Patient Advocates Demand Program Integrity for Marketplace Purchases in Defiance of Proposed Rule
A last minute maneuver by the Trump Administration could eliminate healthcare.gov and increase bureaucratic barriers for those wishing to purchase individual plans, according the National Patient Advocate Foundation, a national non-profit organization devoted to advancing access to affordable, equitable and quality health care.
In a proposed rule released shortly before the Thanksgiving holiday, the Trump Administration would allow states to require people to purchase insurance directly from insurers or private brokers in lieu of healthcare.gov. With only a 30 day comment period, the proposed rule would eliminate transparency for patients and allow private brokers to display plans that do not include all the mandated patient protections afforded by the Affordable Care Act alongside compliant plans.
“Patients worry about conflicts of interest if they purchase away from healthcare.gov,” said Rebecca Kirch, executive vice president of policy and programs. “People want the option of purchasing from a neutral platform where they can be assured that the seller isn’t financially incentivized to push them into the wrong plan.”
Healthcare.gov doesn’t only function as a marketplace for health insurance plans. The website also screens applicants for Medicaid eligibility and will forward those who potentially qualify to the appropriate state agencies. “Without this crucial infrastructure,” said Kirch, “thousands of qualifying patients and children may lose out on coverage.”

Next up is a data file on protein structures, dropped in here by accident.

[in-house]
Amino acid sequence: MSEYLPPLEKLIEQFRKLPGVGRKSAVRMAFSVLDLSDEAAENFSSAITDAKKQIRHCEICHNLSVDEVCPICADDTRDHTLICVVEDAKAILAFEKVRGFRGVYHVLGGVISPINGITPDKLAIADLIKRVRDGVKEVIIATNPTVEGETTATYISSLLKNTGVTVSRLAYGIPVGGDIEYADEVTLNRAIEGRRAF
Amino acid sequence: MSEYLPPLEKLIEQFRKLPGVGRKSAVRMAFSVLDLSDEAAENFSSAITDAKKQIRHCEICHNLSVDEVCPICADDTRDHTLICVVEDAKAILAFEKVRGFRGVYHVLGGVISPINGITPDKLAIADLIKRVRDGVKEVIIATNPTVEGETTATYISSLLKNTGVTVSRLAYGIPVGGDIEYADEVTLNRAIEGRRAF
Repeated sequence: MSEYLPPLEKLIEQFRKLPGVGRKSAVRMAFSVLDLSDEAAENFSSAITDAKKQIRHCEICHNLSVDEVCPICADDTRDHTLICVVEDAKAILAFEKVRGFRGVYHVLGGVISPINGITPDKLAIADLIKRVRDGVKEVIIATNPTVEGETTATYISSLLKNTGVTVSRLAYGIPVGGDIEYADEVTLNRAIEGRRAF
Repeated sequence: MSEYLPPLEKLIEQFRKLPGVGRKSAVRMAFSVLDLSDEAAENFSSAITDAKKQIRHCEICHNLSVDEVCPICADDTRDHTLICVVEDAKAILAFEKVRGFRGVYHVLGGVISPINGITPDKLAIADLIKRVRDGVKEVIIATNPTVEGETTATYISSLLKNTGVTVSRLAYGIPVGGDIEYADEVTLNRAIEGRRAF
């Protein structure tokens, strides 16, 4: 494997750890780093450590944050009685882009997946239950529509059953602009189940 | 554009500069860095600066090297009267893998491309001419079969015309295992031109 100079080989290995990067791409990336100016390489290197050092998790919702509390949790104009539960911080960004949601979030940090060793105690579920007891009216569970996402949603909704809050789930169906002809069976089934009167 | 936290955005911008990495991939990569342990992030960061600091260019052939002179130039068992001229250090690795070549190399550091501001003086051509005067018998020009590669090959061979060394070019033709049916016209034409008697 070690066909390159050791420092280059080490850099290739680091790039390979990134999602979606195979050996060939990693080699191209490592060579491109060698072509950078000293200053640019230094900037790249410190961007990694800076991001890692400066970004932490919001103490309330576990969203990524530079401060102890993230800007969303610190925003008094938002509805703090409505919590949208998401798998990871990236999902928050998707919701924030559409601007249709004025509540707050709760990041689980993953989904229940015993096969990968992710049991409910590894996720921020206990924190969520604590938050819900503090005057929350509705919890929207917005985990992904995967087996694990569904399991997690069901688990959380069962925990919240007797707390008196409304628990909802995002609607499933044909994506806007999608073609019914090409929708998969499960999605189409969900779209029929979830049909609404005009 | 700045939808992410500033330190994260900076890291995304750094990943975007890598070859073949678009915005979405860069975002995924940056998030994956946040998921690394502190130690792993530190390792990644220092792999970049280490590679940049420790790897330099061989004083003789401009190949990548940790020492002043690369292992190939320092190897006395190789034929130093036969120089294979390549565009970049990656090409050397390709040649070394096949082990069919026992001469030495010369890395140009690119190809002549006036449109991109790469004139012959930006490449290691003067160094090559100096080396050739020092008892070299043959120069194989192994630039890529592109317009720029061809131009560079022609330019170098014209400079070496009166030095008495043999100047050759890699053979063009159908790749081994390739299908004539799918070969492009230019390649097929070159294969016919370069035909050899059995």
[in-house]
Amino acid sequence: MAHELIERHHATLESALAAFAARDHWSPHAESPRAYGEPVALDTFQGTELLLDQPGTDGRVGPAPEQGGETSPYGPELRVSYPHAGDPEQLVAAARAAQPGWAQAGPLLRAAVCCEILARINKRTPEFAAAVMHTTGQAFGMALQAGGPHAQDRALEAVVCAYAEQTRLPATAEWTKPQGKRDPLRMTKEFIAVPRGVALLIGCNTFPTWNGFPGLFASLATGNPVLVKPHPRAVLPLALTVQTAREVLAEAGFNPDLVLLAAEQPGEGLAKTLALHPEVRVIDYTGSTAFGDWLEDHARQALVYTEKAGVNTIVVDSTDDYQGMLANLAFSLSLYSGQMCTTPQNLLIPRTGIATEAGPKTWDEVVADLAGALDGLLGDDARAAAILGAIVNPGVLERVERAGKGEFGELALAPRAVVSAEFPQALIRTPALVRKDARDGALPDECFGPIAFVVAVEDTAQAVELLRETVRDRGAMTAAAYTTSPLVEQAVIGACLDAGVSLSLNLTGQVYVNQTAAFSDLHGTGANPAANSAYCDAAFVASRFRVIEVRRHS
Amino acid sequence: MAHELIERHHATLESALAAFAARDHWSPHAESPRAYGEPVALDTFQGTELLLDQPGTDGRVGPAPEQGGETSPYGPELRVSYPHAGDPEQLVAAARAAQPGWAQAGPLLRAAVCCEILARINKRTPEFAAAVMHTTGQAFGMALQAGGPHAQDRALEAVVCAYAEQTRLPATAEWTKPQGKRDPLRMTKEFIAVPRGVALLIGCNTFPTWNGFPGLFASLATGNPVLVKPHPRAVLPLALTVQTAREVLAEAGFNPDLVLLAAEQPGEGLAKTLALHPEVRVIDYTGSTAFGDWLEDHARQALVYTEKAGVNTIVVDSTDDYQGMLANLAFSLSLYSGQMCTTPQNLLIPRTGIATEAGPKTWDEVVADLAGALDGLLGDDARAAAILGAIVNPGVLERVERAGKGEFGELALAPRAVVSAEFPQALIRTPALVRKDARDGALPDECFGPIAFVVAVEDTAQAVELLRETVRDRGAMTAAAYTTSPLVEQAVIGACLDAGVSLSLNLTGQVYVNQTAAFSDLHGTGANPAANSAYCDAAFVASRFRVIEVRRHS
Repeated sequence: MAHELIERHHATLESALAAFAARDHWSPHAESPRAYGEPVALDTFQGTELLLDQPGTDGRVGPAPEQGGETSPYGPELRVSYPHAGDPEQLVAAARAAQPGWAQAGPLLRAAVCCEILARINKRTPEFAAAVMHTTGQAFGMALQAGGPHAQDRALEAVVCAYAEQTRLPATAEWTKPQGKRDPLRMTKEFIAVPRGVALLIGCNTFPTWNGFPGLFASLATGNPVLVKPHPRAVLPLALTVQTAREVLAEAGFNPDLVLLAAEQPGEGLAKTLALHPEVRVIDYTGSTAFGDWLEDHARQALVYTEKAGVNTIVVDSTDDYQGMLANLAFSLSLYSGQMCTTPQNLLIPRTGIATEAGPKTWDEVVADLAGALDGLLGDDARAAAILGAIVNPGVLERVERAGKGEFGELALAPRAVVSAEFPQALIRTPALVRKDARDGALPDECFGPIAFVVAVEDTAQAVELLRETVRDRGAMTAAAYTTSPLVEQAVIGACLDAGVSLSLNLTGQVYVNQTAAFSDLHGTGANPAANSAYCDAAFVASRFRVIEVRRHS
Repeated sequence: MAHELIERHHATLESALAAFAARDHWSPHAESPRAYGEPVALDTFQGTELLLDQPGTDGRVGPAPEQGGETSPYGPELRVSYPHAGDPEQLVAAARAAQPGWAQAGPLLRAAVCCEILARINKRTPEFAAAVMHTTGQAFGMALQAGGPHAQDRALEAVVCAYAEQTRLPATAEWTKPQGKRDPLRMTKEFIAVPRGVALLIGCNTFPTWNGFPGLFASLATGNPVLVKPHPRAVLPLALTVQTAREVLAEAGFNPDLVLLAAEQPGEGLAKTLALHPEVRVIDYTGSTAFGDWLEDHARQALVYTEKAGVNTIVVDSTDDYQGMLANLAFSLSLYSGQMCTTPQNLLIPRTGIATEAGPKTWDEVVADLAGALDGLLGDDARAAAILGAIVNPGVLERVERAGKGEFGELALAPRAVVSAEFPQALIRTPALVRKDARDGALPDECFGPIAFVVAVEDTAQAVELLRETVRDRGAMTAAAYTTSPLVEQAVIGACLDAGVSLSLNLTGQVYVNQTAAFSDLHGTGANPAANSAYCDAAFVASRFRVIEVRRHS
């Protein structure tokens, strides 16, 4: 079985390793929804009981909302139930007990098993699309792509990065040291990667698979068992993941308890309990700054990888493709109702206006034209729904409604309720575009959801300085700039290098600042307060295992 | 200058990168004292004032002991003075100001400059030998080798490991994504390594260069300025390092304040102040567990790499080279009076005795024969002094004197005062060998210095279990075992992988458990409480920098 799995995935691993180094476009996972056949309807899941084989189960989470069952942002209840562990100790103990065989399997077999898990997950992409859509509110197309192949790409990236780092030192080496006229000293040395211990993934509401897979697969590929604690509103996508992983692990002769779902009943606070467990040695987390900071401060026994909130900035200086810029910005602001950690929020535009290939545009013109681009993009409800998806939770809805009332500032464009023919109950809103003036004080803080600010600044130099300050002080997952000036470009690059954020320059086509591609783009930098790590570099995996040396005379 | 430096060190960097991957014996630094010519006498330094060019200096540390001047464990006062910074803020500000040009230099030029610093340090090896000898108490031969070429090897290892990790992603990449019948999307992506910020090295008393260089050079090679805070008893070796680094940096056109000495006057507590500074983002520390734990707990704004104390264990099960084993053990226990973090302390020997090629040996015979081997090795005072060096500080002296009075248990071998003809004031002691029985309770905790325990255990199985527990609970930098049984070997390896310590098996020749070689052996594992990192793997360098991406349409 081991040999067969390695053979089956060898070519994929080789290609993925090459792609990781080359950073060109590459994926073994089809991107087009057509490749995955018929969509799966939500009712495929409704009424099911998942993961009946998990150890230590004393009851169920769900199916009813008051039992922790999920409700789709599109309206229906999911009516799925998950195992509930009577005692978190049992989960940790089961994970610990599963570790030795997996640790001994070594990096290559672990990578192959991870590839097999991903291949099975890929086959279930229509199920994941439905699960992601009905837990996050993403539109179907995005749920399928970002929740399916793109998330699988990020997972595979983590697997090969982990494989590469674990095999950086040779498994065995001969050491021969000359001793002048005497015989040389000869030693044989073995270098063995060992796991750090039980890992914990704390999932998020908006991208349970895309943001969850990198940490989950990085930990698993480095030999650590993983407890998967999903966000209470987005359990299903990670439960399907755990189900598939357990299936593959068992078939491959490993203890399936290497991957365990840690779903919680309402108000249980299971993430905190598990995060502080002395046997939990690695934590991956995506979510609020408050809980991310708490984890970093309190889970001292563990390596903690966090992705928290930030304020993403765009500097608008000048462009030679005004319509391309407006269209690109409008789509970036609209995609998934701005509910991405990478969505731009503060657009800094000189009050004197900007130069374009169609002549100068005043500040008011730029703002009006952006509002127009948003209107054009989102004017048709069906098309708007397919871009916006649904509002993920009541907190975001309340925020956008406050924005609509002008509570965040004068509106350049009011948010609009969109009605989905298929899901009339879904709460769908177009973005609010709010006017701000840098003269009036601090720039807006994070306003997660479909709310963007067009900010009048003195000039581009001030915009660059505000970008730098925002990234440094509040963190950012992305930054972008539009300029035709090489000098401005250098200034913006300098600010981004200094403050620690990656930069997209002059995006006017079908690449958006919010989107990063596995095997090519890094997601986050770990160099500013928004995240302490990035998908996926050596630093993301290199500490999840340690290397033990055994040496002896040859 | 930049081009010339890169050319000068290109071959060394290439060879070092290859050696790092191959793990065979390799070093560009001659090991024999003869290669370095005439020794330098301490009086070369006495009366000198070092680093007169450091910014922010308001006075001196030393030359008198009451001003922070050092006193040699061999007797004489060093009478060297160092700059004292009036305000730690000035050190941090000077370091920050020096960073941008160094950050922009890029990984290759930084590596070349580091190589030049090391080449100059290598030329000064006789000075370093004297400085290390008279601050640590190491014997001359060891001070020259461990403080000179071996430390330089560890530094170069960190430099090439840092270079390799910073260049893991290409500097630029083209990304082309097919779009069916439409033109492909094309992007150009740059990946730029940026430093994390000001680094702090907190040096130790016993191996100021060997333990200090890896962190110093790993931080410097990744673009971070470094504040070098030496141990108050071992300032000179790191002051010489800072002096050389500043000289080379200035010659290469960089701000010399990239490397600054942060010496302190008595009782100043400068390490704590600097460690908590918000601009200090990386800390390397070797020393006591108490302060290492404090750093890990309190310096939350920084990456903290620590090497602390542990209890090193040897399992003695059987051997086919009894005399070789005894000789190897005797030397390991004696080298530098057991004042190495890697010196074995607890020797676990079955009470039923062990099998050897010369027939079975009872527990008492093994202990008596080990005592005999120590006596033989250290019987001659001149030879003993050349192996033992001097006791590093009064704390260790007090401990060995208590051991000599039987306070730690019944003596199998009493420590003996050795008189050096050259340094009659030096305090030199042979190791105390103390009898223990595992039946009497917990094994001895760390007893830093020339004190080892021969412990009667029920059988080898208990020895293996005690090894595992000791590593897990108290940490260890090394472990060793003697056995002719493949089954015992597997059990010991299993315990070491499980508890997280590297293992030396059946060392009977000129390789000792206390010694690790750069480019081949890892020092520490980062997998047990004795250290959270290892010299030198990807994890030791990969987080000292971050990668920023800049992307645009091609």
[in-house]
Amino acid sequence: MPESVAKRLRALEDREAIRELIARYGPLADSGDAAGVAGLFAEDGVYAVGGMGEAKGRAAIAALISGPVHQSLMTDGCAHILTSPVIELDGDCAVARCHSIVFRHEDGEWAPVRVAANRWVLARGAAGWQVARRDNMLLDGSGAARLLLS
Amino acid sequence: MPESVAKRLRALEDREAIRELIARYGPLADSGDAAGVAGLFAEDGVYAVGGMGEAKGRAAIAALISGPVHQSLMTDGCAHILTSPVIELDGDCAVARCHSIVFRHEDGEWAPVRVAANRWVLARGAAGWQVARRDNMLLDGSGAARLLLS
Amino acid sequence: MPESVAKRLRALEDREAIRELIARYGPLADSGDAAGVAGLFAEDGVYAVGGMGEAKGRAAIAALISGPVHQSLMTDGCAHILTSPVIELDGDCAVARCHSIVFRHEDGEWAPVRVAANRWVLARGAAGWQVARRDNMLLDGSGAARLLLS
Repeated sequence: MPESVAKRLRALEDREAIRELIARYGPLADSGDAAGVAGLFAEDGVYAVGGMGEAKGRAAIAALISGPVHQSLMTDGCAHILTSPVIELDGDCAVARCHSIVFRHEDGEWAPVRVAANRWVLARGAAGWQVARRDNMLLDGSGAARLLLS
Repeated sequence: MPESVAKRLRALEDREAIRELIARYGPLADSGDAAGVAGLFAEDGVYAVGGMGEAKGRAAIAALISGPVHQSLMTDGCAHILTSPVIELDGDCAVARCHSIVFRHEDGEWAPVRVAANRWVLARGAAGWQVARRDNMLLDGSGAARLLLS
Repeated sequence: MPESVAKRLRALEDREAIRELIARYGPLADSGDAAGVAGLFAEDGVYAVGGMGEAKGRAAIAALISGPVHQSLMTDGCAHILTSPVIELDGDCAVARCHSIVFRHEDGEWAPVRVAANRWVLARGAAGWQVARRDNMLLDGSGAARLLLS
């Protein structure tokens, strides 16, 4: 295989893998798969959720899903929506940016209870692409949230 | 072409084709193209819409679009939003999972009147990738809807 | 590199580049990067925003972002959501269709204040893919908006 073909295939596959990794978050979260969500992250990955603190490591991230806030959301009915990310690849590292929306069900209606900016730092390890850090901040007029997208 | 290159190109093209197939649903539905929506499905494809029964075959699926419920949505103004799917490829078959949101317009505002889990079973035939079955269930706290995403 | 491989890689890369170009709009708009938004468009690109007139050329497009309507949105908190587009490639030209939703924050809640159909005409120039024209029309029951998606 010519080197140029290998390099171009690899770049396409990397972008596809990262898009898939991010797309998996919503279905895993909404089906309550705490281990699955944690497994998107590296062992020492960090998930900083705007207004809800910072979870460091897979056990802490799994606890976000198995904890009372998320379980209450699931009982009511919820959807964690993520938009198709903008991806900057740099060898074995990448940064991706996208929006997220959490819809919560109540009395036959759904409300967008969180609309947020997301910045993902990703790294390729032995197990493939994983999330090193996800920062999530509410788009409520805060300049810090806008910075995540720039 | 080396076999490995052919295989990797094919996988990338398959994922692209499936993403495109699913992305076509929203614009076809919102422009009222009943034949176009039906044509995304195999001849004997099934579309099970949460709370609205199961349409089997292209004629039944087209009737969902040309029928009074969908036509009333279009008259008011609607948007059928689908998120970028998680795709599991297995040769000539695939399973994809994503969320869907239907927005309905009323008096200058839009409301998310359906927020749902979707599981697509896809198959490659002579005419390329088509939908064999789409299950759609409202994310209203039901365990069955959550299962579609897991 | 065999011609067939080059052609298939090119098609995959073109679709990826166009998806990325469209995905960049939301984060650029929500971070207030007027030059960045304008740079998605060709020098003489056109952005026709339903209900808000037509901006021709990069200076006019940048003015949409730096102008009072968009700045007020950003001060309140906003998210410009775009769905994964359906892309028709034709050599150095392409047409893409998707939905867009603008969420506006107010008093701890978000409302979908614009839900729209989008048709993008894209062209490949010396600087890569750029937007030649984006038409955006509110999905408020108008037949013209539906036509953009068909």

Earlier this month, CMS approved a Section 1332 waiver request from Georgia that will transition the state’s individual market from healthcare.gov to a private sector platform where people will shop for insurance through brokers, agents and individual health insurance companies.
The proposed rule also requires state-run marketplaces to verify at least 75% of new enrollments for people who purchase plans during a special enrollment period. “Tightening those standards on [special enrollment period] eligibility verification is expected to protect the risk pool and, in turn, lower premiums by preventing people from waiting until they are sick to enroll,” said CMS in a press release announcing the proposed rule.
“When the Administration talks about ‘protecting the risk pool,’” said Kirch, “we worry they just mean stopping people who need coverage from enrolling. If we aspire to improve the individual experience, improve population health and reduce costs, these proposed rules fail on all counts.”